Out of sight is out of mind, especially when it comes to bruises on market dairy cows.
But it is impossible to hide from the fact that too many of these animals are bruised. The 2007 National Market Cow and Bull Beef Quality Audit indicates that just over 63 percent of market cows, including dairy market cows, show evidence of bruising.
The good news is that bruising has dropped nearly 25 percentage points in the eight years since the last audit was completed in 1999. "We're doing a better job of handling cattle," says Ryan Ruppert, director of Beef Quality Assurance programs for the National Cattlemen's Beef Association. Prior audits highlighted the issue and the industry responded.
However, there's more to do. This carcass defect still presents a significant financial loss. And it's a serious welfare issue for everyone. As a dairy producer, you don't just market milk - you provide a key portion of the country's beef supply, too.
Here's why you must address the issue of bruising on your operation.
It may be impossible to completely eliminate cattle bruises. But there's plenty of room for improvement, especially when you look at where most bruises occur, and it becomes obvious that improved cattle management and handling can bring about positive results.
A 2004 University of Wisconsin study and the 2007 National Market Cow and Bull Beef Quality Audit both found that the majority of bruises occur in the round, followed by bruises in the loin area, ribs and chuck.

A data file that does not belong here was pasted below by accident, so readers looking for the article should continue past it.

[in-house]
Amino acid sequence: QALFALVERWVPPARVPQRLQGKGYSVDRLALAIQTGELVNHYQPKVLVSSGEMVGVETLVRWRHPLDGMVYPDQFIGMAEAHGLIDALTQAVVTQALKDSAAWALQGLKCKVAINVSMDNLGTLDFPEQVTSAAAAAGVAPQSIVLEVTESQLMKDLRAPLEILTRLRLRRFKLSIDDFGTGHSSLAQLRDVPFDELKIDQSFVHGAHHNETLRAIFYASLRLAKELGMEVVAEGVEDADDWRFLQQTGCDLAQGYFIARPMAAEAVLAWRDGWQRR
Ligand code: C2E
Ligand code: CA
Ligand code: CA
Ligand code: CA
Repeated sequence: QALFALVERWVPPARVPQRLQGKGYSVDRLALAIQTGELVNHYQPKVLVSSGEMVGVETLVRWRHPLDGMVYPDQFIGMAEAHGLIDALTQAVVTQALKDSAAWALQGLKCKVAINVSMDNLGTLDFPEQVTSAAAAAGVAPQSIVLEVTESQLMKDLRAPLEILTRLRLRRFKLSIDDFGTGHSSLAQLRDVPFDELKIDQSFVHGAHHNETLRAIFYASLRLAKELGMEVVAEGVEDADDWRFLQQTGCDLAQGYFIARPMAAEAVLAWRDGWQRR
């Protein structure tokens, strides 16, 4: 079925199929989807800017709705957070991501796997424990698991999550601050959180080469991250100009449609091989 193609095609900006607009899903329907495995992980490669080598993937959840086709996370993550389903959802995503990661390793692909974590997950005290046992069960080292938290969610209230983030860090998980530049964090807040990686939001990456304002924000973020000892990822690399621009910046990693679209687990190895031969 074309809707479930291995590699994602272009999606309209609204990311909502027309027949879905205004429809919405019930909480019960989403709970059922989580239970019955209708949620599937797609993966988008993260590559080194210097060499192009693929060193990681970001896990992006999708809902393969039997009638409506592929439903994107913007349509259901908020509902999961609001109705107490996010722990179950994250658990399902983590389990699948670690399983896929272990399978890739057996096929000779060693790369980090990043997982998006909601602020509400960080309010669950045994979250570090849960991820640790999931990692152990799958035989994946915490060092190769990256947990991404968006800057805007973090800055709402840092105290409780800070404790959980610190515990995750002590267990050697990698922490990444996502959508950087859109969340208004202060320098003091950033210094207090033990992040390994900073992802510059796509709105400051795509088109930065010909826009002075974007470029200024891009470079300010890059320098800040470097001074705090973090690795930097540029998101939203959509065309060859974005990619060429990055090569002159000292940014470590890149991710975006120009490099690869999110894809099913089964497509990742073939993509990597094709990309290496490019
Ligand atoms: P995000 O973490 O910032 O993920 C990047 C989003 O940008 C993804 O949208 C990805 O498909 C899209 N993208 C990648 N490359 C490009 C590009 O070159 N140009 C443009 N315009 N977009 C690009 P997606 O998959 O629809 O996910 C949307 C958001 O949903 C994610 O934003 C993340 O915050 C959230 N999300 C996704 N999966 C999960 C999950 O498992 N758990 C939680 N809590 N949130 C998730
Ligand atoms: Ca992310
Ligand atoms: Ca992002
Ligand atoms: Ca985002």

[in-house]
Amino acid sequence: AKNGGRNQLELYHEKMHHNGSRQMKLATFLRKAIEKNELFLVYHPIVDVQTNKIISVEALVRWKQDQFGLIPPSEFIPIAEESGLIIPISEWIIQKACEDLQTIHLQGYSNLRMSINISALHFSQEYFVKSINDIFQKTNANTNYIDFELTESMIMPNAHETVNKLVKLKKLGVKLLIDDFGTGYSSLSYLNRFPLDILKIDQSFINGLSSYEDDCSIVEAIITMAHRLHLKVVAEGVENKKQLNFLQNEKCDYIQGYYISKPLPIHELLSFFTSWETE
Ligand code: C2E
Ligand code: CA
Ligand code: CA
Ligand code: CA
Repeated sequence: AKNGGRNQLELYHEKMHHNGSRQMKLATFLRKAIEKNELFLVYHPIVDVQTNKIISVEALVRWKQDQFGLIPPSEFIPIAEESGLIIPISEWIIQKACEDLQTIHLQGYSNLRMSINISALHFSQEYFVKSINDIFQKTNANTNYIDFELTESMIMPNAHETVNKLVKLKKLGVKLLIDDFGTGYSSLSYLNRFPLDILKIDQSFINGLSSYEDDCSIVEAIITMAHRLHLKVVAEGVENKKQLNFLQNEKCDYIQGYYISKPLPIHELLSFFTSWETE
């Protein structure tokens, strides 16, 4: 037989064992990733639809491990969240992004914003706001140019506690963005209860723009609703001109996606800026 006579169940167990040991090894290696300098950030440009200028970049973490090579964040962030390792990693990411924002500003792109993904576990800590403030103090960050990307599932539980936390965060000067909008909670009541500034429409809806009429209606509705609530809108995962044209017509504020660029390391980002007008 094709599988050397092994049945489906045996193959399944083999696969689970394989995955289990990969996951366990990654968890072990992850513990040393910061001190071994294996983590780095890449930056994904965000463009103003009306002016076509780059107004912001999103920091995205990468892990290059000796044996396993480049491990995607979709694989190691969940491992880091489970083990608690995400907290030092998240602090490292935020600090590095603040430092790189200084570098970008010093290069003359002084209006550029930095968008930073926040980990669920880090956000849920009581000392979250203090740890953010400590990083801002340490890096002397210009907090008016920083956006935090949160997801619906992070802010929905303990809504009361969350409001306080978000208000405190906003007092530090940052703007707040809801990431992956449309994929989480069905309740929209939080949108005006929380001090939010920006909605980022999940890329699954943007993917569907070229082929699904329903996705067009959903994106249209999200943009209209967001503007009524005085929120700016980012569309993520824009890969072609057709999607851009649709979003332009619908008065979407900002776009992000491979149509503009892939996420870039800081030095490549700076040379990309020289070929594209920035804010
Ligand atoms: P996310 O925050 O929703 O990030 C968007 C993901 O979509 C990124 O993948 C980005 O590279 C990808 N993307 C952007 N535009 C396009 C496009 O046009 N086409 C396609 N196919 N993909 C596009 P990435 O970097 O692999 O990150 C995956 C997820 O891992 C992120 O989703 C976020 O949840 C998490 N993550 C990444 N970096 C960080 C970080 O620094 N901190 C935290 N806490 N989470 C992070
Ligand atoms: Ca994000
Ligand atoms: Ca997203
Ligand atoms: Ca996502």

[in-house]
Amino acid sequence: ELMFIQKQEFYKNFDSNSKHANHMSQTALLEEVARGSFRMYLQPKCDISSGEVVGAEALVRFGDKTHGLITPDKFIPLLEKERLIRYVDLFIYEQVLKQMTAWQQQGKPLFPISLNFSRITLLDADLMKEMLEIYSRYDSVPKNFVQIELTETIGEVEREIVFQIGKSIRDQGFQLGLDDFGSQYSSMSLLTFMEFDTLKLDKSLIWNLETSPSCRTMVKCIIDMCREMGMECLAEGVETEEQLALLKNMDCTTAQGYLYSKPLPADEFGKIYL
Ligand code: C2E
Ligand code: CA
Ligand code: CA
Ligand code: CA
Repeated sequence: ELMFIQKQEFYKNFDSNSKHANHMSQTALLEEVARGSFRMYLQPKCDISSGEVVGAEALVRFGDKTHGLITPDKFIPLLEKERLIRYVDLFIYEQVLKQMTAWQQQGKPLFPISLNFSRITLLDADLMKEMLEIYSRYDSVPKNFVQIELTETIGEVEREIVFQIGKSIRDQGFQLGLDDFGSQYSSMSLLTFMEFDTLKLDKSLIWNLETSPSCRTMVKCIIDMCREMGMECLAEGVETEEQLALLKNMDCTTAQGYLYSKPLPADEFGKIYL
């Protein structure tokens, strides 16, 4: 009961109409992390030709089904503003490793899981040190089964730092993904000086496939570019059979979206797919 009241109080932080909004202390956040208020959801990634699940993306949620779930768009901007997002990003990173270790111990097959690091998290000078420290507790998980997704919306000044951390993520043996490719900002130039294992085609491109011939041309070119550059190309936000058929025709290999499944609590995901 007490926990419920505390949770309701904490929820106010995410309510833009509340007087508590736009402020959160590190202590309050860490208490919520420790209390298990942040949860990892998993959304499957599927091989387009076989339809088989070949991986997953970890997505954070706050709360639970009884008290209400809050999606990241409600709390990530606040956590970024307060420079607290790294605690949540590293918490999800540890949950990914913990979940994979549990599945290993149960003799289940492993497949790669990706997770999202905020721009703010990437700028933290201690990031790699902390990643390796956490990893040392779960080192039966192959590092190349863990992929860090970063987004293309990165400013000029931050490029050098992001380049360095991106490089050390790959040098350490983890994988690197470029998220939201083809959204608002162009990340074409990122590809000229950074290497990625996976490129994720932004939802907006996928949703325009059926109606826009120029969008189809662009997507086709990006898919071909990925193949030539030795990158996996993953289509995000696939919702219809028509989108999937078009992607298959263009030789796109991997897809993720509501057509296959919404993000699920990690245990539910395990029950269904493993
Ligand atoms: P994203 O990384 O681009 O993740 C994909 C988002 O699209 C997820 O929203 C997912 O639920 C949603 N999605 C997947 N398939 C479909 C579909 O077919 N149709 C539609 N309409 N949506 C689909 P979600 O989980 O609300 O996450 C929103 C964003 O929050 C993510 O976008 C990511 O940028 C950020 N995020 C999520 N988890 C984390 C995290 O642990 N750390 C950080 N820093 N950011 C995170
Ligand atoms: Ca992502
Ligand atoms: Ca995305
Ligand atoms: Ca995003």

"Inadequate stall size in older facilities is a major issue in my opinion," says Kurt Vogel, interim manager of the University of Wisconsin's Meat Science and Muscle Biology Laboratory, who grew up on a Wisconsin dairy. That's why it's so important to examine your facilities and retrofit or correct problem areas promptly.
Cattle handling also has a huge impact on bruising. Rough handling, forcing cows through tight areas, along with slips and falls, greatly increase injury odds and subsequent bruising. Also remember that skinny cows tend to bruise more easily due to reduced cushion.
Bruises don't heal overnight. Plenty of new and old bruises are evident when animals reach the harvest floor. This indicates bruising does not occur at a single point, but happens throughout the system. Every point in the food chain has a responsibility to do what's right, says Dan Hale, extension meat specialist at Texas A&M University. Correct action begins on-farm and carries through to the marketing channel.